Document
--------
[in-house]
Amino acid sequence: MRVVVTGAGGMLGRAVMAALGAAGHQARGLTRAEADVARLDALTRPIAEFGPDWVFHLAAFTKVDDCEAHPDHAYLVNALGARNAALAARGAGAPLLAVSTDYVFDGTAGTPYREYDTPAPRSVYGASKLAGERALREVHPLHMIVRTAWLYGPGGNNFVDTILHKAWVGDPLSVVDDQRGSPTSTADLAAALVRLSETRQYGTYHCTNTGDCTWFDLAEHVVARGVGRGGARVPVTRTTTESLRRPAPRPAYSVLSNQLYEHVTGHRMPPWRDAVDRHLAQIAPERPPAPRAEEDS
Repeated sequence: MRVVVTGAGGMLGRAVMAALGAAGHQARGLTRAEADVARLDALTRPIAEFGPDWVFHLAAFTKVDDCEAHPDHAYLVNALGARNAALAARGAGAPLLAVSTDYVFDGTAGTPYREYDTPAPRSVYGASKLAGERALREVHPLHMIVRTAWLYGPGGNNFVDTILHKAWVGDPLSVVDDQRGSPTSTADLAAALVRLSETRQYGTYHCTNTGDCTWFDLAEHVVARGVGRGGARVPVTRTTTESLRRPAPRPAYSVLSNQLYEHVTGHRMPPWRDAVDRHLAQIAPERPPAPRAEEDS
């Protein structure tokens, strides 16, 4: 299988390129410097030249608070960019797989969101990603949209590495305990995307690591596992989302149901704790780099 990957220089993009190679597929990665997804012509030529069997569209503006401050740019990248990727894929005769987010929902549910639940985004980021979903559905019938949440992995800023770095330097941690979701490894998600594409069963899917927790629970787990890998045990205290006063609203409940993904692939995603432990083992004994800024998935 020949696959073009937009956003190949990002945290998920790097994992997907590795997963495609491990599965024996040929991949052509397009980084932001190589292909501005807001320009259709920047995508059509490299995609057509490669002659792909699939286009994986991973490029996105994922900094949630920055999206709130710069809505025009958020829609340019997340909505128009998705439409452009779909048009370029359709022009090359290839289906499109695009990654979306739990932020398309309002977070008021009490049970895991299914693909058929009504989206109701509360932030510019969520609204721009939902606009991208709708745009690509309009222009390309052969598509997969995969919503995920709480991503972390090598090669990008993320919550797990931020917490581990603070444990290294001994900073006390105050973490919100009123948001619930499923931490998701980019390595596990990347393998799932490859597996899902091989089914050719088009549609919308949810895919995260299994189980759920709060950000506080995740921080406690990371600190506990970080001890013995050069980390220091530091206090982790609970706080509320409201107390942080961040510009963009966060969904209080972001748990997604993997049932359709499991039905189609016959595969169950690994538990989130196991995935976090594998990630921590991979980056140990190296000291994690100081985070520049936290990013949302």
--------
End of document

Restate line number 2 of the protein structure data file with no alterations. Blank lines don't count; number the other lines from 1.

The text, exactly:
Amino acid sequence: MRVVVTGAGGMLGRAVMAALGAAGHQARGLTRAEADVARLDALTRPIAEFGPDWVFHLAAFTKVDDCEAHPDHAYLVNALGARNAALAARGAGAPLLAVSTDYVFDGTAGTPYREYDTPAPRSVYGASKLAGERALREVHPLHMIVRTAWLYGPGGNNFVDTILHKAWVGDPLSVVDDQRGSPTSTADLAAALVRLSETRQYGTYHCTNTGDCTWFDLAEHVVARGVGRGGARVPVTRTTTESLRRPAPRPAYSVLSNQLYEHVTGHRMPPWRDAVDRHLAQIAPERPPAPRAEEDS